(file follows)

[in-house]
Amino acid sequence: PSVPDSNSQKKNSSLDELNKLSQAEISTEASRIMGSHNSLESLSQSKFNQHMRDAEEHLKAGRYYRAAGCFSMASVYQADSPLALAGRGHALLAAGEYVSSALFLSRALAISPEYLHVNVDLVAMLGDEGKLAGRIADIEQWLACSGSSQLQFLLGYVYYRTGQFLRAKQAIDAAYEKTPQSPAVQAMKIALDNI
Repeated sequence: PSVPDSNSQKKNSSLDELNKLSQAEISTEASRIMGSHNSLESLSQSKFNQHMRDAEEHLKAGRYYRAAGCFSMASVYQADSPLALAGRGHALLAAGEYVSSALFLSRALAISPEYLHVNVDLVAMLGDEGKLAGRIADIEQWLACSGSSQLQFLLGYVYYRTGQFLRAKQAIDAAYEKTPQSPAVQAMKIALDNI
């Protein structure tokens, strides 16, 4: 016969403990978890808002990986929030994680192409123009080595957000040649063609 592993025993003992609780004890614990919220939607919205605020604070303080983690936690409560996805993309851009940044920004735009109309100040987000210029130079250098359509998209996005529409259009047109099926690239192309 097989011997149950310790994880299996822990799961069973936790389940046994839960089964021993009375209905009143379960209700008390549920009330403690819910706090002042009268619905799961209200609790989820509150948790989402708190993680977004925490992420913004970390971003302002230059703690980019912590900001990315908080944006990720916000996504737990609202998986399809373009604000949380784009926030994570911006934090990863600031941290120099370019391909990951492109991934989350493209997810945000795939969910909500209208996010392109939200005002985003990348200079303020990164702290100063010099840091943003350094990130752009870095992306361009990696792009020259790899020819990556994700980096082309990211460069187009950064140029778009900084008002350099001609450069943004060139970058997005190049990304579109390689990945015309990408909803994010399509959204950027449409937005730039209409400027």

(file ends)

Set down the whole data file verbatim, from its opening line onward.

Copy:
[in-house]
Amino acid sequence: PSVPDSNSQKKNSSLDELNKLSQAEISTEASRIMGSHNSLESLSQSKFNQHMRDAEEHLKAGRYYRAAGCFSMASVYQADSPLALAGRGHALLAAGEYVSSALFLSRALAISPEYLHVNVDLVAMLGDEGKLAGRIADIEQWLACSGSSQLQFLLGYVYYRTGQFLRAKQAIDAAYEKTPQSPAVQAMKIALDNI
Repeated sequence: PSVPDSNSQKKNSSLDELNKLSQAEISTEASRIMGSHNSLESLSQSKFNQHMRDAEEHLKAGRYYRAAGCFSMASVYQADSPLALAGRGHALLAAGEYVSSALFLSRALAISPEYLHVNVDLVAMLGDEGKLAGRIADIEQWLACSGSSQLQFLLGYVYYRTGQFLRAKQAIDAAYEKTPQSPAVQAMKIALDNI
């Protein structure tokens, strides 16, 4: 016969403990978890808002990986929030994680192409123009080595957000040649063609 592993025993003992609780004890614990919220939607919205605020604070303080983690936690409560996805993309851009940044920004735009109309100040987000210029130079250098359509998209996005529409259009047109099926690239192309 097989011997149950310790994880299996822990799961069973936790389940046994839960089964021993009375209905009143379960209700008390549920009330403690819910706090002042009268619905799961209200609790989820509150948790989402708190993680977004925490992420913004970390971003302002230059703690980019912590900001990315908080944006990720916000996504737990609202998986399809373009604000949380784009926030994570911006934090990863600031941290120099370019391909990951492109991934989350493209997810945000795939969910909500209208996010392109939200005002985003990348200079303020990164702290100063010099840091943003350094990130752009870095992306361009990696792009020259790899020819990556994700980096082309990211460069187009950064140029778009900084008002350099001609450069943004060139970058997005190049990304579109390689990945015309990408909803994010399509959204950027449409937005730039209409400027």